Nikon Says Consumers Buy US$12400 Lenses

Nikon used the Consumer Electronics Show to launch the new AF-S 180-400mm f/4E TC1.4 FL ED VR lens. Wow, that's US$2000 an acronym, nearly a record for a consumer product ;~).  

At this point everyone probably knows my opinion of the 200-400mm f/4 Nikkor that this new lens now competes with: the old 200-400mm was wicked good on close subjects, but decidedly poor with long distance subjects. Many of us were originally sold on the versatility of such a lens, but eventually grew disillusioned with it. When Canon came out with their 200-400mm f/4 and it had a built-in 1.4x teleconverter that could be flipped in, those of us who able to shoot with it against the Nikkor found what we really wanted. The Canon didn't have the Nikkor's reach flaw, and it had even more versatility. I sold my 200-400mm.

Now Nikon has matched Canon, while giving us an extra 20mm. 

The 180-400mm f/4 is virtually the same size as the older 200-400mm f/4, and only slightly more heavy (123.4 ounces instead of 118.5 ounces, probably due to the addition of the extra lens elements and mechanism for switching in the built-in TC-14x). The formula is much more complex, essentially being 35 elements in 24 groups when the TC is in place (the old lens was 24 and 17). 

The built-in TC means that you can use the lens as a 180-400mm f/4 lens, or as a 252-560mm f/5.6 lens by flicking a switch. Hope you're right handed, because the activation mechanism is near the lens mount on the right side of the lens as you're using it. Interestingly, you can mount a regular TC-14EIII on the lens, giving you a 252-560mm f/5.6 that can flip to a 353-784mm f/8. So there's some versatility in this new lens.

But the big change is price. Instead of US$7000, the new lens is US$12,400. Yep, an optical update with a free teleconverter is going to cost your US$5400. Not exactly the type of product you'd expect to be promoted at a consumer electronics show. 

Indeed, the 180-400mm f/4 is now the second most expensive lens in Nikon's lineup, only outpaced by the mammoth 800mm f/5.6. Oh, you do get a redesigned tripod collar that Nikon claims is smaller, lighter, and more comfortable and which has ball-bearing smoothness, when what we want is a one that transfers absolutely no jitter on mirror slap and which has a built-in Arca-swiss plate. Really Right Stuff and Kirk Enterprises will be happy to know that they still will be making accessories to fix Nikon's negligence. Okay, the new tripod collar handle has some rubber on it where you carry it, a new touch that's welcome.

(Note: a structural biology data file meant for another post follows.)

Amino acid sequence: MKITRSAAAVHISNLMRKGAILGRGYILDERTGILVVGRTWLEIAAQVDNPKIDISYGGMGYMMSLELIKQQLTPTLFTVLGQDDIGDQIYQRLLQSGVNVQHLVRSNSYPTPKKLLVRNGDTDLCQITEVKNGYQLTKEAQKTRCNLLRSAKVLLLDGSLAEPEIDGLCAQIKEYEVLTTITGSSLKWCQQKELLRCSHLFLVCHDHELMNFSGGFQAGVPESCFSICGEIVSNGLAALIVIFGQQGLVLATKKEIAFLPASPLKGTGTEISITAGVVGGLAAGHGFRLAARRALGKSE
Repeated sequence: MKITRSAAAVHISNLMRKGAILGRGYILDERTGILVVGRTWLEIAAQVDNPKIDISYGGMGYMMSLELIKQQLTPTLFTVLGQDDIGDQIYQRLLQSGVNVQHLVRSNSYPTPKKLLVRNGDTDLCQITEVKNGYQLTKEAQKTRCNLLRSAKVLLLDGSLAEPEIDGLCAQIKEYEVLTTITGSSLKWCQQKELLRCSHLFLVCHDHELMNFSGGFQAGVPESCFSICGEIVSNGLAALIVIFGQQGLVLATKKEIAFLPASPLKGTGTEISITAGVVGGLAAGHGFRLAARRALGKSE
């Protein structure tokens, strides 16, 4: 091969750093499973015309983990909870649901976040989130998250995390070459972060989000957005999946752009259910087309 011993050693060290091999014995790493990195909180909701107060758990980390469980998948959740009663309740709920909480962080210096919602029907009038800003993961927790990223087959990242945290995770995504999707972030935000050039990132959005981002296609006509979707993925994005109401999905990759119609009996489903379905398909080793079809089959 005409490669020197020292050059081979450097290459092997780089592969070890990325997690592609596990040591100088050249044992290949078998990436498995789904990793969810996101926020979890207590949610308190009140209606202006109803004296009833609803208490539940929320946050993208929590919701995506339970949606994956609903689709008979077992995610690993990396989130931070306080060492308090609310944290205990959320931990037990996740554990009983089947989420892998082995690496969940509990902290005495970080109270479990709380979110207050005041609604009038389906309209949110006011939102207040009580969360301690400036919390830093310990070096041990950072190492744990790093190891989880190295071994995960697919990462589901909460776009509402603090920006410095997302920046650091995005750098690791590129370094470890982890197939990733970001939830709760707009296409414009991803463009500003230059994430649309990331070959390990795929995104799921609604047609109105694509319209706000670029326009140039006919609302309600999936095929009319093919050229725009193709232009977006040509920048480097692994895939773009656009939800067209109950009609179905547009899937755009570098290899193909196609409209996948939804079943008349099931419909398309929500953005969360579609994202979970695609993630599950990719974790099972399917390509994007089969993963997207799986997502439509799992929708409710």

Also not fixed is Nikon's silly lens cap and lens hood system. We still have the same fabric "lens cap" and prone-to-break, bolt-on lens hood. There are better third-party solutions available for both, but of course, that just adds to the expense of acquiring this lens. Of course, if you can afford US$12,400, what's another couple hundred dollars to fix Nikon's design issues? And why would we even expect Nikon to fix small little nagging issues like this when they only raise the price by US$5400?

Curiously, the 180-400mm f/4 is going to change one aspect of the focus system. Typically slower lenses start to disable outer focus areas on DSLRs. Apparently the D500, D850, and D5 are going to get a firmware update in March that will enable the use of the outer cross sensors with this lens, even with the TC in place. 

Yes, I'm being tough on Nikon with this new lens. I've looked at some test shots and Nikon's published (and theoretical) MTFs, and indeed they look very good. But when you go "up scale" and start pricing at this level, you really need to drill down on the details and get all those right, too. I expect better than a fabric lens cap that is cumbersome in use, a lens hood whose single point of constriction is prone to breaking, plus a handle that doesn't have Arca-Swiss mount built in.

I've written it for decades now, but it's becoming more apparent with each passing year: Nikon simply isn't really in touch with their customers. They don't seem to notice that we all replace the cap, hood, and collar on our exotic telephotos. That they've not noticed this in 30 years says a lot about how much they talk to the folk that really shoot with their gear for a living. I'm happy to give you more money Nikon, but you're going to have to start showing that you are listening to your user base and fixing the small things when you demand such high prices.

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